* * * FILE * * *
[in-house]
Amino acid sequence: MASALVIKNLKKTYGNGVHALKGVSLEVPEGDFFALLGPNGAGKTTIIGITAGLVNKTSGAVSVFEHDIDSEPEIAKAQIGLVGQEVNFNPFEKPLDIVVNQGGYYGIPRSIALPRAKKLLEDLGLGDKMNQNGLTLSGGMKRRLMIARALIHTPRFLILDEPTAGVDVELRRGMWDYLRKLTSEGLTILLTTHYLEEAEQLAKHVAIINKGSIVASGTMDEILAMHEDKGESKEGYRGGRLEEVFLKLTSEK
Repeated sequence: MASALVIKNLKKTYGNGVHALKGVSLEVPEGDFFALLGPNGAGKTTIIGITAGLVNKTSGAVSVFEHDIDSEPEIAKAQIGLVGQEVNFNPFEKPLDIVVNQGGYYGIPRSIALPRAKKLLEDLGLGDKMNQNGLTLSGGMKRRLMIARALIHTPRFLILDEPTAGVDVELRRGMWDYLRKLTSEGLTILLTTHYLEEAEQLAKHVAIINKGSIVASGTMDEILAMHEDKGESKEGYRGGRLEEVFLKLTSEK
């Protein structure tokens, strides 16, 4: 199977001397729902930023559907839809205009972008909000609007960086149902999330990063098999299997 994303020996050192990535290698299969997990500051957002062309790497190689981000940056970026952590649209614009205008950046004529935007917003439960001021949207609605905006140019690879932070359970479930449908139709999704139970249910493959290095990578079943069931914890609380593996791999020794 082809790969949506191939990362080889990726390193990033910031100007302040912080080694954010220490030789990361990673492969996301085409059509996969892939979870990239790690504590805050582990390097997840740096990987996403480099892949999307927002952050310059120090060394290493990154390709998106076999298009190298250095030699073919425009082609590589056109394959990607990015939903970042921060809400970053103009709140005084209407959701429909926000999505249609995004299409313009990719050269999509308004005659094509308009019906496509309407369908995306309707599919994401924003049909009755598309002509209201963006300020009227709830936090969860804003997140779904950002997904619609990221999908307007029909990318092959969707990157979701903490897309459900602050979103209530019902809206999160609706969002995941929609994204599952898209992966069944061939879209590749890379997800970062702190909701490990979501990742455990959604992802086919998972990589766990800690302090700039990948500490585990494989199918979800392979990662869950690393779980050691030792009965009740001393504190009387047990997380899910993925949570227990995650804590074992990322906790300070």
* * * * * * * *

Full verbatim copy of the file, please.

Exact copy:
[in-house]
Amino acid sequence: MASALVIKNLKKTYGNGVHALKGVSLEVPEGDFFALLGPNGAGKTTIIGITAGLVNKTSGAVSVFEHDIDSEPEIAKAQIGLVGQEVNFNPFEKPLDIVVNQGGYYGIPRSIALPRAKKLLEDLGLGDKMNQNGLTLSGGMKRRLMIARALIHTPRFLILDEPTAGVDVELRRGMWDYLRKLTSEGLTILLTTHYLEEAEQLAKHVAIINKGSIVASGTMDEILAMHEDKGESKEGYRGGRLEEVFLKLTSEK
Repeated sequence: MASALVIKNLKKTYGNGVHALKGVSLEVPEGDFFALLGPNGAGKTTIIGITAGLVNKTSGAVSVFEHDIDSEPEIAKAQIGLVGQEVNFNPFEKPLDIVVNQGGYYGIPRSIALPRAKKLLEDLGLGDKMNQNGLTLSGGMKRRLMIARALIHTPRFLILDEPTAGVDVELRRGMWDYLRKLTSEGLTILLTTHYLEEAEQLAKHVAIINKGSIVASGTMDEILAMHEDKGESKEGYRGGRLEEVFLKLTSEK
């Protein structure tokens, strides 16, 4: 199977001397729902930023559907839809205009972008909000609007960086149902999330990063098999299997 994303020996050192990535290698299969997990500051957002062309790497190689981000940056970026952590649209614009205008950046004529935007917003439960001021949207609605905006140019690879932070359970479930449908139709999704139970249910493959290095990578079943069931914890609380593996791999020794 082809790969949506191939990362080889990726390193990033910031100007302040912080080694954010220490030789990361990673492969996301085409059509996969892939979870990239790690504590805050582990390097997840740096990987996403480099892949999307927002952050310059120090060394290493990154390709998106076999298009190298250095030699073919425009082609590589056109394959990607990015939903970042921060809400970053103009709140005084209407959701429909926000999505249609995004299409313009990719050269999509308004005659094509308009019906496509309407369908995306309707599919994401924003049909009755598309002509209201963006300020009227709830936090969860804003997140779904950002997904619609990221999908307007029909990318092959969707990157979701903490897309459900602050979103209530019902809206999160609706969002995941929609994204599952898209992966069944061939879209590749890379997800970062702190909701490990979501990742455990959604992802086919998972990589766990800690302090700039990948500490585990494989199918979800392979990662869950690393779980050691030792009965009740001393504190009387047990997380899910993925949570227990995650804590074992990322906790300070």